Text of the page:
In celebration of KLM’s 95th anniversary; founded October 7, 1919.
Not the world’s first airline — that distinction goes to the Zeppelin airline DELAG which began passenger service in 1909 — but the world’s oldest operating airline company.
Happy 95th to the Vliegende Hollander.
Air France introduced its “Golden Parisian” service in 1953, using a Lockheed L-1049 Super Constellation (F-BGNI) that could fly nonstop between New York and Paris in just 12 hours. [click to continue…]
Fw 200 Condor in New York, 1938
On August 10-11, 1938, a Lufthansa Focke-Wulf 200 Condor airliner made a record-breaking nonstop flight across the Atlantic from Berlin to Floyd Bennett field in Brooklyn, New York. [click to continue…]
The Boeing 24 might be called the first modern airliner. It was the first all-metal airliner in America and featured many airliner firsts, including retractable landing gear, supercharged engines, de-icing boots, trim tabs, soundproofing, and cowled engines streamlined into nacelles in the wing. [click to continue…]
The first airliner to make scheduled passenger flights between Europe and the America was not an airplane but the German zeppelin Hindenburg, which made 34 scheduled trips across the Atlantic in 1936. [click to continue…]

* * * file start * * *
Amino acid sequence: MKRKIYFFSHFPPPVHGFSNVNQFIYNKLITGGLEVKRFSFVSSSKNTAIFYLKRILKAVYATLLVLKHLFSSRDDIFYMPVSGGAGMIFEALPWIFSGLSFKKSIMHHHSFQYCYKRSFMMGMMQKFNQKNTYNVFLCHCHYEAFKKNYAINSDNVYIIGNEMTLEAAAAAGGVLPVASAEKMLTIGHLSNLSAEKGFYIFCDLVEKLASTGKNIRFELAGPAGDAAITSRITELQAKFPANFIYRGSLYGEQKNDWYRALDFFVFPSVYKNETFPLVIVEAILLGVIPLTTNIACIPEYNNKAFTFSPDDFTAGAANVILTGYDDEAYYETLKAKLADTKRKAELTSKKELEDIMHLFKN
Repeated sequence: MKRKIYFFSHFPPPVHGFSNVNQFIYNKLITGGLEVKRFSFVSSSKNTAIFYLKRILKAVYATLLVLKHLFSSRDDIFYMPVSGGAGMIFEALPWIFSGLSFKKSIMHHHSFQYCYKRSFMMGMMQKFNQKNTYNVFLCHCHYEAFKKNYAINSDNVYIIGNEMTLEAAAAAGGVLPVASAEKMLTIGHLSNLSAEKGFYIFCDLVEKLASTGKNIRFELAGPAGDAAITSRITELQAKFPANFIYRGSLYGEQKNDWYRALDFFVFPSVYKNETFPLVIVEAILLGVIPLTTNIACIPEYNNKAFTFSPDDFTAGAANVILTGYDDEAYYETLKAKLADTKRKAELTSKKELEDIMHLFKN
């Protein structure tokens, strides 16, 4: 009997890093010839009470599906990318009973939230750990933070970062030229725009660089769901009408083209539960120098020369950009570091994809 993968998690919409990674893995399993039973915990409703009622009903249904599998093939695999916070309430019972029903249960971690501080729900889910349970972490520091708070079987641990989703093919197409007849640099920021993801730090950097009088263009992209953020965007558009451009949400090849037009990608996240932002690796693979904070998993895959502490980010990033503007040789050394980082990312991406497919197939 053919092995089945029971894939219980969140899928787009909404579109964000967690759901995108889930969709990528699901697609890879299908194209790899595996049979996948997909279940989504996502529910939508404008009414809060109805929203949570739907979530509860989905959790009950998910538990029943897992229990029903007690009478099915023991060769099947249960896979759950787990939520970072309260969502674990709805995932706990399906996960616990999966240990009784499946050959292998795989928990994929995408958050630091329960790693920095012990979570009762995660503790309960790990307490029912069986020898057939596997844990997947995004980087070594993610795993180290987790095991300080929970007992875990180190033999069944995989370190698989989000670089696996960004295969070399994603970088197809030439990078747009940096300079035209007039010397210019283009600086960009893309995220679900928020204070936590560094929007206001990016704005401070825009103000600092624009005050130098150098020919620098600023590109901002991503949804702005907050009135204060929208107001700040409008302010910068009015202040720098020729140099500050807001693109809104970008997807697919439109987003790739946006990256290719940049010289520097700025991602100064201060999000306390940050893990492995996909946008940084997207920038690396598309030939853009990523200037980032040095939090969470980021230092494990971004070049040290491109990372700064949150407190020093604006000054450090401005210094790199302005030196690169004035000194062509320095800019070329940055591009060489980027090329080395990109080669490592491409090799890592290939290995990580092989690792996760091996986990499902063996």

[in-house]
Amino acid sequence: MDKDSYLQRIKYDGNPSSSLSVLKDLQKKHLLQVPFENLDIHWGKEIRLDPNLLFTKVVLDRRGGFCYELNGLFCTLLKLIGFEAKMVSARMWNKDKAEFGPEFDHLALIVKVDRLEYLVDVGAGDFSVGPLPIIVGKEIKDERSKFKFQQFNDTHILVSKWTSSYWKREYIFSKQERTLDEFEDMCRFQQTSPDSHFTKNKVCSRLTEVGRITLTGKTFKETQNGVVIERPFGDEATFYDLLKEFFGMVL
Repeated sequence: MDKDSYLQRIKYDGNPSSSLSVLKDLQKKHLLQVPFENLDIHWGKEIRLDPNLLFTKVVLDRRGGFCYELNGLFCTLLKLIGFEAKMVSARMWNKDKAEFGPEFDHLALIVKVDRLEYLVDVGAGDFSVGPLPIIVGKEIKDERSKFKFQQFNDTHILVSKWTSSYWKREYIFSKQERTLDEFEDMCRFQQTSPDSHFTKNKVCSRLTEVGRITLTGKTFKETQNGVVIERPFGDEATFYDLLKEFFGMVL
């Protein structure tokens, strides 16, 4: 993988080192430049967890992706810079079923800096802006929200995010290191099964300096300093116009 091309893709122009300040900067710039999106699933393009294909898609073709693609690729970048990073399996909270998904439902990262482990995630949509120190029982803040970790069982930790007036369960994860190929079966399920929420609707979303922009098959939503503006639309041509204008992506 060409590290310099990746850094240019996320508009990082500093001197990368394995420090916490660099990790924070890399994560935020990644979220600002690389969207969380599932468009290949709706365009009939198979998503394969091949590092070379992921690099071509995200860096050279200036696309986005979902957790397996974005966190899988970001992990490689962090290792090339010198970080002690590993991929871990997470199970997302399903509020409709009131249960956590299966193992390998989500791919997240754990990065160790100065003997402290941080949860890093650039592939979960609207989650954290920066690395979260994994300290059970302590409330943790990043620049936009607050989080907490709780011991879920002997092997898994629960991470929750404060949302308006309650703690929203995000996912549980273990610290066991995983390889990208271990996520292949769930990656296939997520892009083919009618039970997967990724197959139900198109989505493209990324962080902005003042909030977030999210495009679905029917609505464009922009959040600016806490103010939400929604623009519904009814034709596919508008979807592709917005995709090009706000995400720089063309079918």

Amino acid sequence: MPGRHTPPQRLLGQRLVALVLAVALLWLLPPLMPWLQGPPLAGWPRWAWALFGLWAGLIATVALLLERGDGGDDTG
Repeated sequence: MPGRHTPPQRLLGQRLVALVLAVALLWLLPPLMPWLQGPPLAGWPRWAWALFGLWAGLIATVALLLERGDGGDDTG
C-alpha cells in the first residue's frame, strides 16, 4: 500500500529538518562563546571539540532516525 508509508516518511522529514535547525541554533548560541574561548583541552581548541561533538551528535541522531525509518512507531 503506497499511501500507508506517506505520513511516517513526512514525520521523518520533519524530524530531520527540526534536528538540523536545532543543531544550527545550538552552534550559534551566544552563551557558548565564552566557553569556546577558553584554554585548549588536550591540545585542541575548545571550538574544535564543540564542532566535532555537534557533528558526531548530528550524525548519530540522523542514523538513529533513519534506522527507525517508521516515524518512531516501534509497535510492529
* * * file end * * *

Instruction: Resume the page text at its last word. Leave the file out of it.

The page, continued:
In March, 1912, Heinrich Kubis became the first flight attendant in history when he began taking care of passengers and serving meals on the German airline DELAG.
Kubis began working as an air steward one month before the sinking of the Titanic, and more than 18 years before Ellen Church became the world’s first stewardess on May 15, 1930.
Dining Room of Boeing Clipper
Pan Am Clipper flying boats were the first true intercontinental passenger airplanes; they crossed the Atlantic and Pacific and circled Latin America in the 1930’s and 1940’s.
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Air France began operating six Breguet 393T biplanes between Toulouse and Casablanca in 1934, on the first leg of the Air France service to South America.
Max. speed 249 km/h
Cruise speed 235 km/h
Wingspan 20.60 m
Length 14.76 m
Range 975 km
Take-off weight: 6,000 kg
Engines: 3 x Gnome-Rhone 7Kd Titan Major radial, 261kW
Perhaps the most famous flying boat of all time, Pan American’s China Clipper was one of three Martin M-130’s operated by Pan Am. It made the first scheduled air mail flight across the Pacific in November, 1935.